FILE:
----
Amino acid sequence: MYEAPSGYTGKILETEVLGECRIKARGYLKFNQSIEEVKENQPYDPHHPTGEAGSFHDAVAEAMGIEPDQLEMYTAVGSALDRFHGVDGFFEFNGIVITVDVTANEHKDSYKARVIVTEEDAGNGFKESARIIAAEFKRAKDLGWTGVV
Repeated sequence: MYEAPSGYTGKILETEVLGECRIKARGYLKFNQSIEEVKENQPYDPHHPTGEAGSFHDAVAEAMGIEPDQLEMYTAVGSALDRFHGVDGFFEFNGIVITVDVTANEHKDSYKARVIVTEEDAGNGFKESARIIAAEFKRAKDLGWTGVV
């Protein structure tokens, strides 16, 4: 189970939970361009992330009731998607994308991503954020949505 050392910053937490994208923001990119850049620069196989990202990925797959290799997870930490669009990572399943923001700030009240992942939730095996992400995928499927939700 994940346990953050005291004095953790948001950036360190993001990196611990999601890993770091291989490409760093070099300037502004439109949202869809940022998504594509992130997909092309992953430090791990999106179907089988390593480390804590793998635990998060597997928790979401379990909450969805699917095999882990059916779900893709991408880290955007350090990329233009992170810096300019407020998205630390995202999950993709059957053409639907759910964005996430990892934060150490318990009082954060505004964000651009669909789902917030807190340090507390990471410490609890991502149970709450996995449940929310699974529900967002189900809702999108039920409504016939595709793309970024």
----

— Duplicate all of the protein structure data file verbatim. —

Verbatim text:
Amino acid sequence: MYEAPSGYTGKILETEVLGECRIKARGYLKFNQSIEEVKENQPYDPHHPTGEAGSFHDAVAEAMGIEPDQLEMYTAVGSALDRFHGVDGFFEFNGIVITVDVTANEHKDSYKARVIVTEEDAGNGFKESARIIAAEFKRAKDLGWTGVV
Repeated sequence: MYEAPSGYTGKILETEVLGECRIKARGYLKFNQSIEEVKENQPYDPHHPTGEAGSFHDAVAEAMGIEPDQLEMYTAVGSALDRFHGVDGFFEFNGIVITVDVTANEHKDSYKARVIVTEEDAGNGFKESARIIAAEFKRAKDLGWTGVV
């Protein structure tokens, strides 16, 4: 189970939970361009992330009731998607994308991503954020949505 050392910053937490994208923001990119850049620069196989990202990925797959290799997870930490669009990572399943923001700030009240992942939730095996992400995928499927939700 994940346990953050005291004095953790948001950036360190993001990196611990999601890993770091291989490409760093070099300037502004439109949202869809940022998504594509992130997909092309992953430090791990999106179907089988390593480390804590793998635990998060597997928790979401379990909450969805699917095999882990059916779900893709991408880290955007350090990329233009992170810096300019407020998205630390995202999950993709059957053409639907759910964005996430990892934060150490318990009082954060505004964000651009669909789902917030807190340090507390990471410490609890991502149970709450996995449940929310699974529900967002189900809702999108039920409504016939595709793309970024």